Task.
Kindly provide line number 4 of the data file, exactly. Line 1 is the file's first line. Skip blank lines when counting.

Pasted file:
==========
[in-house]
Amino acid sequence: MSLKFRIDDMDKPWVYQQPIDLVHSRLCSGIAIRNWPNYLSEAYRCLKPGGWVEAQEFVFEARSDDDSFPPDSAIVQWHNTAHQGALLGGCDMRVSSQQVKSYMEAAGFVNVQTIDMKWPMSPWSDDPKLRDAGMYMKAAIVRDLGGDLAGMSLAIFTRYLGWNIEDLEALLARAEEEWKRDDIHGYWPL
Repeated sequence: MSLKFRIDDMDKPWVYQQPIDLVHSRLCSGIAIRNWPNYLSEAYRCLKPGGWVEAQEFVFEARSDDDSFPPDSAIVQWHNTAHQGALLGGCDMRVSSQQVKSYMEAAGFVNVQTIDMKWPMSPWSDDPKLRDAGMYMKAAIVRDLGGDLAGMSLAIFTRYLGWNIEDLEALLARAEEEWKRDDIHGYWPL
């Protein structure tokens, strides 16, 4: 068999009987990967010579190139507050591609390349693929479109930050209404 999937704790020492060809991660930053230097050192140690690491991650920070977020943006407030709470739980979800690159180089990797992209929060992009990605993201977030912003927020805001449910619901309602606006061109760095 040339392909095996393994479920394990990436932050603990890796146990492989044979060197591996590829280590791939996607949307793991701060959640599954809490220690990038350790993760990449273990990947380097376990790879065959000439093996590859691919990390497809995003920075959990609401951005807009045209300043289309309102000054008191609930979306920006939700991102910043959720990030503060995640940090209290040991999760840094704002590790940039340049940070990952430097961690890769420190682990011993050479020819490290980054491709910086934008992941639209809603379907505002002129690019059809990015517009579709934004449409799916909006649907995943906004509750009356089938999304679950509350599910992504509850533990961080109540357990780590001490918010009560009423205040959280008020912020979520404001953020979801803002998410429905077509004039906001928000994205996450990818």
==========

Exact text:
């Protein structure tokens, strides 16, 4: 068999009987990967010579190139507050591609390349693929479109930050209404 999937704790020492060809991660930053230097050192140690690491991650920070977020943006407030709470739980979800690159180089990797992209929060992009990605993201977030912003927020805001449910619901309602606006061109760095 040339392909095996393994479920394990990436932050603990890796146990492989044979060197591996590829280590791939996607949307793991701060959640599954809490220690990038350790993760990449273990990947380097376990790879065959000439093996590859691919990390497809995003920075959990609401951005807009045209300043289309309102000054008191609930979306920006939700991102910043959720990030503060995640940090209290040991999760840094704002590790940039340049940070990952430097961690890769420190682990011993050479020819490290980054491709910086934008992941639209809603379907505002002129690019059809990015517009579709934004449409799916909006649907995943906004509750009356089938999304679950509350599910992504509850533990961080109540357990780590001490918010009560009423205040959280008020912020979520404001953020979801803002998410429905077509004039906001928000994205996450990818």